In my previous post, I calculated and compared the cost of living between Los Angeles and Tokyo, and I found that living in Tokyo could actually save you 10,000 USD per year compared to life in Los Angeles. I’m a huge advocate for living abroad to not only broaden horizons, but to also save money.

So how does life in Shanghai fare when it comes to cutting costs?

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Europe Highlights: Three Countries in Ten Days

Europe Highlights

So I traveled to three European countries in ten days.

And I highly recommend you don’t do it.

I’m a firm believer in traveling slow and enjoying the sights, but since I’m American and I only get a whopping 12 days of paid holiday per year, I had my limitations–so I made do.

My plan was to head to  Paris (for a bachelorette party), then Berlin (to see my good German friend) and, finally, Brussels for the wedding.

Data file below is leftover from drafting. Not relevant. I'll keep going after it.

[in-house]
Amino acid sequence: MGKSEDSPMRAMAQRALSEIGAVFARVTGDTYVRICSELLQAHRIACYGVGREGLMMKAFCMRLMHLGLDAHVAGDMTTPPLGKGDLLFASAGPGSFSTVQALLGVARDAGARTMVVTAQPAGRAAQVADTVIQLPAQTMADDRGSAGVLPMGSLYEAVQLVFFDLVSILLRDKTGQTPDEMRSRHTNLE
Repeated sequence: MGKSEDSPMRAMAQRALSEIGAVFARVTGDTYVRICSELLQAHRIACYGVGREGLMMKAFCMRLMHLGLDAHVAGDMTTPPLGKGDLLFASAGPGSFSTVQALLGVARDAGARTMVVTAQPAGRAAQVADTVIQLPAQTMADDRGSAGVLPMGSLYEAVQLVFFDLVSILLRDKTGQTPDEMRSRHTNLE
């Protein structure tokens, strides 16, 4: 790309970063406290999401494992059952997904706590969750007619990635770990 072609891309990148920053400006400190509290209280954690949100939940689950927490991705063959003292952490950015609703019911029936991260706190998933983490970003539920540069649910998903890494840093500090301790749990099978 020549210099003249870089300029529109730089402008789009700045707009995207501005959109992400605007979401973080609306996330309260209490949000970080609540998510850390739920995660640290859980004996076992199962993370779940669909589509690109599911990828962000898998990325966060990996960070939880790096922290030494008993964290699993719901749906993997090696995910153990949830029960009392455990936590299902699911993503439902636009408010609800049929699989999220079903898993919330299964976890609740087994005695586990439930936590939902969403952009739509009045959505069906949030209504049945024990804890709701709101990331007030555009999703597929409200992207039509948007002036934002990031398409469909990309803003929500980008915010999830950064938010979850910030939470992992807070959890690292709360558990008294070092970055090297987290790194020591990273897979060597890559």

I only scratched the surface of each city/country, but here are the highlights:

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How to Claim Your Irish Citizenship (by descent)

How to Claim Irish Citizenship

It was a dark and stormy night in Shanghai.  J and I were wandering the streets when the grey clouds rolled in and the rain started to pour.  We were looking for an escape to hide from the cold and, hopefully, get a drink.

And like a gift from God, the Irish pub appeared in the distance.

We walked into the warm and cozy Irish pub and immediately waltzed to the wooden counter where we saw that familiar harp of Guinness calling our names.  J and I grabbed our Guinness and clanked our glasses together in cheers.

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America is Not The Greatest Country on Earth

America Needs Some Humble Pie

America Needs Some Humble Pie

I remember in grade school we had to stand up, put our right hand on our heart, salute the flag and say the pledge of allegiance every single day.  We looked up to the flag hanging near the chalkboard as our nation’s anthem echoed from the school’s loudspeaker and chanted the mantra of our great nation.

At school we were not only taught to be proud at the fact we were American, but grateful.  While no one ever distinctly said it to my face, I was educated that America was the best country in the world.